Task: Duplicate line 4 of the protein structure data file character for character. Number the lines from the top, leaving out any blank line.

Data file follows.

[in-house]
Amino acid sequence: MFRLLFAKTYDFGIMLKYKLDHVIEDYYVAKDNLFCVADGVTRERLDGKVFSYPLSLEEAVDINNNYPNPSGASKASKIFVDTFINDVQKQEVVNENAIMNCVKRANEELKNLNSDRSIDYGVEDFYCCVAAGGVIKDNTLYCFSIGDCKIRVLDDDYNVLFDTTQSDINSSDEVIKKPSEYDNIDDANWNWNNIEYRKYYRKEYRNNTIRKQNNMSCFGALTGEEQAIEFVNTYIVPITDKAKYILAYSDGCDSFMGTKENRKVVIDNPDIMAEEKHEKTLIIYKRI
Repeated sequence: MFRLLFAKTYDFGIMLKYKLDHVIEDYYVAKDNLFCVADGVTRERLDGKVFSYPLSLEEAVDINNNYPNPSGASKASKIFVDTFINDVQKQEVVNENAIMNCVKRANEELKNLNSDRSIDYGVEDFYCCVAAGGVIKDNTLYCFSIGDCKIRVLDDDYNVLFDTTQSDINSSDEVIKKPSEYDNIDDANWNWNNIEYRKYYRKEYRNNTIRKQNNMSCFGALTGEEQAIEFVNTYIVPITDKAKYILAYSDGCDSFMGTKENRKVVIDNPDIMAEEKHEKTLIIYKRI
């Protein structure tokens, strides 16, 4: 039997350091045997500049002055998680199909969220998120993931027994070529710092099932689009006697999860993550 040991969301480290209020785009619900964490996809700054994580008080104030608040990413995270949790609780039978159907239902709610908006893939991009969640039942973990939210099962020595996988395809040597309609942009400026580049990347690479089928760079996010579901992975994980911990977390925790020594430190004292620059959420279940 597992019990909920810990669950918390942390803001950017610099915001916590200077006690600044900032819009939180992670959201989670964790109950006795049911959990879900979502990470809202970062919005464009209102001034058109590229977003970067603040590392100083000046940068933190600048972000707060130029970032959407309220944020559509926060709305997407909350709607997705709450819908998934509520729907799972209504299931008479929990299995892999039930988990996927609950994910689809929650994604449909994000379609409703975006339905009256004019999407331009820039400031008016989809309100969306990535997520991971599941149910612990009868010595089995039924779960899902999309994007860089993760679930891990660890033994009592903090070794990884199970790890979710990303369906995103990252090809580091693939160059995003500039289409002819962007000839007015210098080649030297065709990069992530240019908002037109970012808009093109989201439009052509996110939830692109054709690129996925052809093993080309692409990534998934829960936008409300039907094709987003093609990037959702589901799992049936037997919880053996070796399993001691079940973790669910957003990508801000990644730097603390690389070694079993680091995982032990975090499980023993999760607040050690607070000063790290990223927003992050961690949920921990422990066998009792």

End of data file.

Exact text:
């Protein structure tokens, strides 16, 4: 039997350091045997500049002055998680199909969220998120993931027994070529710092099932689009006697999860993550 040991969301480290209020785009619900964490996809700054994580008080104030608040990413995270949790609780039978159907239902709610908006893939991009969640039942973990939210099962020595996988395809040597309609942009400026580049990347690479089928760079996010579901992975994980911990977390925790020594430190004292620059959420279940 597992019990909920810990669950918390942390803001950017610099915001916590200077006690600044900032819009939180992670959201989670964790109950006795049911959990879900979502990470809202970062919005464009209102001034058109590229977003970067603040590392100083000046940068933190600048972000707060130029970032959407309220944020559509926060709305997407909350709607997705709450819908998934509520729907799972209504299931008479929990299995892999039930988990996927609950994910689809929650994604449909994000379609409703975006339905009256004019999407331009820039400031008016989809309100969306990535997520991971599941149910612990009868010595089995039924779960899902999309994007860089993760679930891990660890033994009592903090070794990884199970790890979710990303369906995103990252090809580091693939160059995003500039289409002819962007000839007015210098080649030297065709990069992530240019908002037109970012808009093109989201439009052509996110939830692109054709690129996925052809093993080309692409990534998934829960936008409300039907094709987003093609990037959702589901799992049936037997919880053996070796399993001691079940973790669910957003990508801000990644730097603390690389070694079993680091995982032990975090499980023993999760607040050690607070000063790290990223927003992050961690949920921990422990066998009792």